The anatomist in the video, Dr. Owen Lovejoy, is somewhat well-known for his work on Lucy, the famous Australopithecus specimen.  He thought the angle of Lucy's hip was too chimpanzee-like for Lucy to walk upright with any regularity, so he proposed that the bone was broken at some point before its discovery and needed to be reshaped in order to accurately reflect the true structure in life.  When he finished sculpting a replica, he attempted to fit the pieces back together "like a jigsaw puzzle," leaving a gaping hole in the middle of the (cast) bone.
  3. Hands not suited to arboreal locomotion.  In light of today's article, I question the validity of this claim.  Also, the hand bones that are referenced in support of this claim were found at the same site as the previously-mentioned metatarsal, leaving open the option that they were actually human bones.  In fact, a radius (forearm bone) found in the P. boisei specimen more closely resembles that of modern African apes than of H. erectus fossils from Swartkrans, according to the authors.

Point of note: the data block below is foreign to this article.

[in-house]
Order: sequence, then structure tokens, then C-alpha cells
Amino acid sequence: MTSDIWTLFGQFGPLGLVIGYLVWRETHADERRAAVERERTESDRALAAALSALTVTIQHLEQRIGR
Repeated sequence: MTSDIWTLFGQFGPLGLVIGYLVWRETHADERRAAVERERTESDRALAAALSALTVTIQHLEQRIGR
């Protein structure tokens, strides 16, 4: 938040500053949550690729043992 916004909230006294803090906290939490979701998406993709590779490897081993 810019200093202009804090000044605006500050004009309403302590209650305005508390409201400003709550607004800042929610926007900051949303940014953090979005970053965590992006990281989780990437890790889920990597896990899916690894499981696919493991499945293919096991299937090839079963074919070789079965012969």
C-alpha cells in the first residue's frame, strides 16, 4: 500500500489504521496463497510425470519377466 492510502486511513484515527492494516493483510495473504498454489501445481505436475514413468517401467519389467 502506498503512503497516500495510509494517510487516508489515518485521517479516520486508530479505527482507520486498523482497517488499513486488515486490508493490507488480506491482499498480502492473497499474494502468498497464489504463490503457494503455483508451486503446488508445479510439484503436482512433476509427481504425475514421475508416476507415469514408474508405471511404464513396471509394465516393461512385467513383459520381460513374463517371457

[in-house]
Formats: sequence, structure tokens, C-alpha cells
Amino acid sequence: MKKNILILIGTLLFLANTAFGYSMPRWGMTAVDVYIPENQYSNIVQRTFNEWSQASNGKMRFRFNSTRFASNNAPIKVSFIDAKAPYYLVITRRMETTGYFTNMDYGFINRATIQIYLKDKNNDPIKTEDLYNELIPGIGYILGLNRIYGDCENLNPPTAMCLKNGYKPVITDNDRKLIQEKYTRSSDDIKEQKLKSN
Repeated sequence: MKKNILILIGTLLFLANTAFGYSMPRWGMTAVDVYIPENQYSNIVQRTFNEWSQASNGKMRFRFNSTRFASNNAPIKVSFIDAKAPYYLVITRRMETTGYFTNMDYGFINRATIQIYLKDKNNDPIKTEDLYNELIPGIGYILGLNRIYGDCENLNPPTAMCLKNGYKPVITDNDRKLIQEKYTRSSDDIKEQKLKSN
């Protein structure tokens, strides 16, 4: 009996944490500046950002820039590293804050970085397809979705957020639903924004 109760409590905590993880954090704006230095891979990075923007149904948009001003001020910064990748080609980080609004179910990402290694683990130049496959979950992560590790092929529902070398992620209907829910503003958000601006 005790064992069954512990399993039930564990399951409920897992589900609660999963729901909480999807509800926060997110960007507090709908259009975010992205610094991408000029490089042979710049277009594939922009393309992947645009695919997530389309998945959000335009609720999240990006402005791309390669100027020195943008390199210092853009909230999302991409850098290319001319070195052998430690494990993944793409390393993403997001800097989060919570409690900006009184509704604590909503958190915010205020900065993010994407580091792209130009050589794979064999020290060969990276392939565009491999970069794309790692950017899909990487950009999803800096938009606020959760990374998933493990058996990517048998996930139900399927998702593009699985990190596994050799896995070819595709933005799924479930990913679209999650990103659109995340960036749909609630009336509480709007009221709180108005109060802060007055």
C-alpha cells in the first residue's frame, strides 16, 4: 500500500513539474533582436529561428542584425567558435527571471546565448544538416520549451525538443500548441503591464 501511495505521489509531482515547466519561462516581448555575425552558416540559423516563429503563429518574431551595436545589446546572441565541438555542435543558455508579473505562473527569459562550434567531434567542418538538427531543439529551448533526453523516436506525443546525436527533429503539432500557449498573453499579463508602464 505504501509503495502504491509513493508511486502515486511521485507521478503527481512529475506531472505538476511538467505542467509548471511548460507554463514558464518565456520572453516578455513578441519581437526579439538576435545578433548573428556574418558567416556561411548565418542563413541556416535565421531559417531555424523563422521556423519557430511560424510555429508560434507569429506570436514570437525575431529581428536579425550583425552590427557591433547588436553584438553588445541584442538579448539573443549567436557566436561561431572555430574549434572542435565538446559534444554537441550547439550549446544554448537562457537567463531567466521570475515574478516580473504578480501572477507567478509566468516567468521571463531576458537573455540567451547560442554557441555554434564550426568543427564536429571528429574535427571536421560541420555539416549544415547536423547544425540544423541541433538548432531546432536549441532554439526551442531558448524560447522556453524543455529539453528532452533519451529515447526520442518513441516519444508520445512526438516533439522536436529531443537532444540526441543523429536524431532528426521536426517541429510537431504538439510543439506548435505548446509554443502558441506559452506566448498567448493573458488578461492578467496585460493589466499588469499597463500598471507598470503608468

All told, the idea that these extinct hominids were bipedal is based on the belief that they have evolutionary connection with humans, rather than on any direct fossil evidence.  Even so, studies like this one continue to push these creatures higher into the trees, widening the gap between humans and apes.  I have no doubt that much more work will be done in an attempt to show that they evolved the capability to walk as we do, so I will try to report it as it comes.